I am one of those who should be ashamed for not yet reading his material.

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Daryl Eby
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Re: The Kauffeld Conundrum

Post by Daryl Eby » September 14th, 2010, 7:23 pm

Mike VanValen wrote:My only question is why do so many of you still insist on spelling the mans name as "Kaufield"? :lol:
He was a "field" herper, not a "ffeld" herper. Just modifying his name in honor of his accomplishments in the field.

bobassetto
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Re: The Kauffeld Conundrum

Post by bobassetto » September 15th, 2010, 4:42 am

yo.....terry....."HEALTHY".... is a better description.... :beer:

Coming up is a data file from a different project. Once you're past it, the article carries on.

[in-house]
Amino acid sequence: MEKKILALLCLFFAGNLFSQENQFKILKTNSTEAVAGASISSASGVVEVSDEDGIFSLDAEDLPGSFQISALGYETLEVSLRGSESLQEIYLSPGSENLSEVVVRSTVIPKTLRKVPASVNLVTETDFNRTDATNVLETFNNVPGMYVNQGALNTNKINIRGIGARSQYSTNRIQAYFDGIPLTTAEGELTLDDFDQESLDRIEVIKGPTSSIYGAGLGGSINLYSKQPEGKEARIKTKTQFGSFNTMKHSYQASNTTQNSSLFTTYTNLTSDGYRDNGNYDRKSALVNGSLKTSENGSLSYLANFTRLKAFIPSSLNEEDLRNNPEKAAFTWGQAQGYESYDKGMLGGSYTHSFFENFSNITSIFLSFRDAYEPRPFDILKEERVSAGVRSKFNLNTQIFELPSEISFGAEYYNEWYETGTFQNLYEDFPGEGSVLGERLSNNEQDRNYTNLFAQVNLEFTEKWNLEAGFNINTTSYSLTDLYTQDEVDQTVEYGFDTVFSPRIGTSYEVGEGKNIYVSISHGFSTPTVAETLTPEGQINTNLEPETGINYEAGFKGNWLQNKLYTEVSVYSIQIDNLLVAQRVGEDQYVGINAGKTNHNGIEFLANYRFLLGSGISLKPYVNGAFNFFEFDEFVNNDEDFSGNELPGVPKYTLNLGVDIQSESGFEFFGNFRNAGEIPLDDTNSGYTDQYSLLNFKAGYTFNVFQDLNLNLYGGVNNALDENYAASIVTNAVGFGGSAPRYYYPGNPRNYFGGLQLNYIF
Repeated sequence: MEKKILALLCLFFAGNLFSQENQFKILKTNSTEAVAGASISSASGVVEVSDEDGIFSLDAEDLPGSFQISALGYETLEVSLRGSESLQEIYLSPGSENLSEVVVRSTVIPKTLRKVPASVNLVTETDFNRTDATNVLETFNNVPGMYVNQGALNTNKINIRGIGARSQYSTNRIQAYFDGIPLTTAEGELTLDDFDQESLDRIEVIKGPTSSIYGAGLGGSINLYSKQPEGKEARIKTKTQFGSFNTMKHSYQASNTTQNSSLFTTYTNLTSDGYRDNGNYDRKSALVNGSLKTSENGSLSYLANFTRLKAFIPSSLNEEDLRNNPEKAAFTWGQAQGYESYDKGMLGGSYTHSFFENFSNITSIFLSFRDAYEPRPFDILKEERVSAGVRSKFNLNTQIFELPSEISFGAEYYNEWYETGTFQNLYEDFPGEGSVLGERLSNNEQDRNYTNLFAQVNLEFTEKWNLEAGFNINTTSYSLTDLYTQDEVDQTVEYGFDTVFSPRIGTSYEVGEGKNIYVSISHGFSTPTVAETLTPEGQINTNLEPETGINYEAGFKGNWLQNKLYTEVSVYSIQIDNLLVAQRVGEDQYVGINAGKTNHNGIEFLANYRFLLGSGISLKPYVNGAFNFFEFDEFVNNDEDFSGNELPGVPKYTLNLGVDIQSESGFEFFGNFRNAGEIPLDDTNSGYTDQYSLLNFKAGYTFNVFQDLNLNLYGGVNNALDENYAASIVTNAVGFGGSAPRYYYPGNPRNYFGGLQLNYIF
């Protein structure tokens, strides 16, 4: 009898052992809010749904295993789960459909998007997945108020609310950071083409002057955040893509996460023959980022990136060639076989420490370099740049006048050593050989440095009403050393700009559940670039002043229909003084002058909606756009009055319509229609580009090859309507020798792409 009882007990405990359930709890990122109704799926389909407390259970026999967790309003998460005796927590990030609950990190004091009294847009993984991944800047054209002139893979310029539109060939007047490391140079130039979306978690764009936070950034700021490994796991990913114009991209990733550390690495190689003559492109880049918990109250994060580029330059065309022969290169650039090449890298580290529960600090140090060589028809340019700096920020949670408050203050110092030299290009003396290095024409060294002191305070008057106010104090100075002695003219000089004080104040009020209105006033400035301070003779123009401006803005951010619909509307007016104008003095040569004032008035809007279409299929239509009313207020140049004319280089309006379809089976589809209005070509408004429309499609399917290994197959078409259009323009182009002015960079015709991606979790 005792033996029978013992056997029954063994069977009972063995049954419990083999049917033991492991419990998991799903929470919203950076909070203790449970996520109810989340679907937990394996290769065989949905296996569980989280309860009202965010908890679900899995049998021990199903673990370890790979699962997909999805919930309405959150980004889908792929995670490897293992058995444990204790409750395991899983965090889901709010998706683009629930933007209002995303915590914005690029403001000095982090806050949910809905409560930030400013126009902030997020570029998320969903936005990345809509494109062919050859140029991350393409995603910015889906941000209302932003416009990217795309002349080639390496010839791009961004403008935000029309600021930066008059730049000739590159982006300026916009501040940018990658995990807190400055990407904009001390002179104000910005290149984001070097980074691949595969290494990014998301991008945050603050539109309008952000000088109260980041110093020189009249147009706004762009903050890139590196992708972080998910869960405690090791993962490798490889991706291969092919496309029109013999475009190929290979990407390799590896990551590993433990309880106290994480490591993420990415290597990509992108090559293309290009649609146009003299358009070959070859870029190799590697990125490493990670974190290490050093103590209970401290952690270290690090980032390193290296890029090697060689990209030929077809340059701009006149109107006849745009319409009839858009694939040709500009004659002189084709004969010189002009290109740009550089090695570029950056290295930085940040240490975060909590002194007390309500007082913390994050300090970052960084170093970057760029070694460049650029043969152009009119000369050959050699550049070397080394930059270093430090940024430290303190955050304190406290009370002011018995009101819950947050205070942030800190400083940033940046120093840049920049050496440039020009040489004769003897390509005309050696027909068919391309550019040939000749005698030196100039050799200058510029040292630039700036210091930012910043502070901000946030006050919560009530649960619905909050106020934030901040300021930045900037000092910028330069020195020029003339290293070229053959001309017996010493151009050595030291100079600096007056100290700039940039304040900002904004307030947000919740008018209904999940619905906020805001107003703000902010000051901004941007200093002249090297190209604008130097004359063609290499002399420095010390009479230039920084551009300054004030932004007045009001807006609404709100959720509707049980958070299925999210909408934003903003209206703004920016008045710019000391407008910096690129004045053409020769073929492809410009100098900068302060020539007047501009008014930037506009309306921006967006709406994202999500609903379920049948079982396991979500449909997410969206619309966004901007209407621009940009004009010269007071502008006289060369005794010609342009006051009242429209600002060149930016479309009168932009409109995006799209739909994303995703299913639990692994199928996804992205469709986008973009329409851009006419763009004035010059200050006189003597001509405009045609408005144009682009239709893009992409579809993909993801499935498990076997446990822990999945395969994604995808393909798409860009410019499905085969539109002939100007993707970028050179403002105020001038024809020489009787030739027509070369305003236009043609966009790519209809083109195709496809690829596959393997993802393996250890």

Paul White
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Re: The Kauffeld Conundrum

Post by Paul White » September 18th, 2010, 12:44 am

Hell, if we want actual conservationism, we have to get past the Lockean notions of property ownership that dictate you must "improve" and work property for it to be yours. We haven't seemed to really get there yet, but I guess we're working on it. Still, part of the political philosophy that underpins our countries foundation and early growth...we can't just turn that part of our history off.